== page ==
History

A Brief History

The Greek War of Independence against the Ottoman Empire was not only of and for the people of Hellas. This struggle revived the spirit of Philhellenism throughout the world. James Monroe, the President of the United States along with his Administration, offered the Greeks material and psychological support, under the Monroe Doctrine. Emissaries traveled to Greece, individually and in groups, to support the Greeks in their mission.

One of the brightest and strongest supporters of the cause of freedom was George Jarvis. Born to a large and wealthy family, he was fortunate to meet Lord Byron in Denmark where Jarvis’ father was serving as Ambassador on the United States. He asked his father permission to go to Greece and contribute to the Greek Liberation efforts. Despite his parents’ objections, he did go to Greece – to the triangle shaped area between Argos, Nafplion and Tripolis, which was the center of the fight for liberation. The Greek patriots there were fortunate to have him as an ally, along with other American volunteers, including among others, Doctor Samuel Gridley Howe (founder of the Nafplion hospital) and Jonathan P. Miller.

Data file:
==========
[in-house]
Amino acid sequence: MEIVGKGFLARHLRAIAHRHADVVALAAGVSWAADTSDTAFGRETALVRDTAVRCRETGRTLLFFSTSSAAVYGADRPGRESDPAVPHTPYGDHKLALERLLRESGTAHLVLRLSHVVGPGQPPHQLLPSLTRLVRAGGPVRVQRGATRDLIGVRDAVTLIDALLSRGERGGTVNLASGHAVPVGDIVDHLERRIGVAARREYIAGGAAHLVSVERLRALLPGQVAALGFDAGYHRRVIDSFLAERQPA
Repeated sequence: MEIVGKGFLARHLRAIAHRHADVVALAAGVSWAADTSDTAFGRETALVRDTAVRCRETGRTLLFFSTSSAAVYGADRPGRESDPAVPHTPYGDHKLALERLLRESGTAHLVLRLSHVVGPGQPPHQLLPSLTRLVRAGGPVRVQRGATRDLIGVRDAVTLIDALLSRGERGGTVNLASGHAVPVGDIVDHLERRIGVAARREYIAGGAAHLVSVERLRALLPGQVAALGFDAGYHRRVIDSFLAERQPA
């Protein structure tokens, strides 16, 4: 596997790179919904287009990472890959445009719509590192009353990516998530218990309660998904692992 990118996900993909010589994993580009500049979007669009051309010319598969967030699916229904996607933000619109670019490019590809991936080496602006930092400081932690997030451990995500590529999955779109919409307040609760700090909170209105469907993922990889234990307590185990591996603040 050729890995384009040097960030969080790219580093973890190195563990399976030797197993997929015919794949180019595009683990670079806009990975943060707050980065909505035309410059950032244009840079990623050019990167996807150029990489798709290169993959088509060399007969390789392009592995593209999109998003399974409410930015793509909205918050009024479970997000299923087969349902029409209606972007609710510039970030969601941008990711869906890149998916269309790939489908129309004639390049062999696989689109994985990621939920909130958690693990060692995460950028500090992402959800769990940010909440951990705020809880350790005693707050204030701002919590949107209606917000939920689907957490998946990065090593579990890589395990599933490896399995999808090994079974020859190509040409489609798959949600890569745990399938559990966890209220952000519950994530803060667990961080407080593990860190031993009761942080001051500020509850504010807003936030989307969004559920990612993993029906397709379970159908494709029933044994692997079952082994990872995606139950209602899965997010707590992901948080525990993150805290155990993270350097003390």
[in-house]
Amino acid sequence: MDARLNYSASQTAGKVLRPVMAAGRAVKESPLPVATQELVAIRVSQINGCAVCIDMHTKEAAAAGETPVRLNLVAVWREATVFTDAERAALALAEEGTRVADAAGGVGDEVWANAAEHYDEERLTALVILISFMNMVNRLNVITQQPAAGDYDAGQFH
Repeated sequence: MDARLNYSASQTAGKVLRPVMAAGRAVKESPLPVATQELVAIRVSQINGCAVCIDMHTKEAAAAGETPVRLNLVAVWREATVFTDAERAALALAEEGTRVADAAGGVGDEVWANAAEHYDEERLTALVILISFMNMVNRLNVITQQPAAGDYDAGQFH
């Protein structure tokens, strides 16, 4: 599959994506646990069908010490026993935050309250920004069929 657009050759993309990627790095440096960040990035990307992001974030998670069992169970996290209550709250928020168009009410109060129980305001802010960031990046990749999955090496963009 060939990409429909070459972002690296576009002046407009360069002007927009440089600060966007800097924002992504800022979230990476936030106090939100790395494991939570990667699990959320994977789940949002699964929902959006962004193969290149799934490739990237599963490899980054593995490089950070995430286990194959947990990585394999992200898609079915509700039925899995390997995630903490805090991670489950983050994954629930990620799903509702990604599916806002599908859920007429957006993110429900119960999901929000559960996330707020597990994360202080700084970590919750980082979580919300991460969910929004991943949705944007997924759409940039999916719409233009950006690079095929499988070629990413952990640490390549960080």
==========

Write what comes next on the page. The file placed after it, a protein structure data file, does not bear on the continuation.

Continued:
In July 26, 1826, Theodore Kolokotronis, or “Geros tou Morea” as he was called, wrote the most glorious in the history of the Greek Battle for Independence against the Ottoman Empire at the battle of Dervenakia. Jarvis battled along with Kolokotronis and his supporters during the fight at Dervenakia. On August 1828, George Jarvis died at the age of 32, after a brief illness. He was buried in the church yard of St. John Prodromos in Argos, where 1st and 5th National Conventions of Greeks took place.

February 2007

In February 2007, the Board of the American Philhellenes Society wrote a letter to Mr. Demetrios Soufias, Speaker of the Hellenic Parliament, recommending that March 19th be recognized as a National Day of Celebration of American Philhellenic spirit. Mr. Soufias accepted our recommendation and expanded the scope of the Celebration of the Philhellenic spirit to include Philhellenism throughout the world.

April 2008

Picture of the speaker of Parliament Mr. D. SioufasThe speaker of Parliament Mr. D. Sioufas recommended that April 19th be established as Philhelleneism Day. By a relevant letter he wrote to the competent Minister of Home Affairs, Public Order and Decentralization, Mr. Prokopis Pavlopoulos, Mr. Sioufas conveyed the request for the official recognition of the specific day (anniversary of the death of Lord Byron), in order for Philhellenism to be celebrated officially in Greece and among Greeks of diaspora.
Excerpt taken from "Ellada Pantou - April-June 2008"

To read and learn more about us please contact us.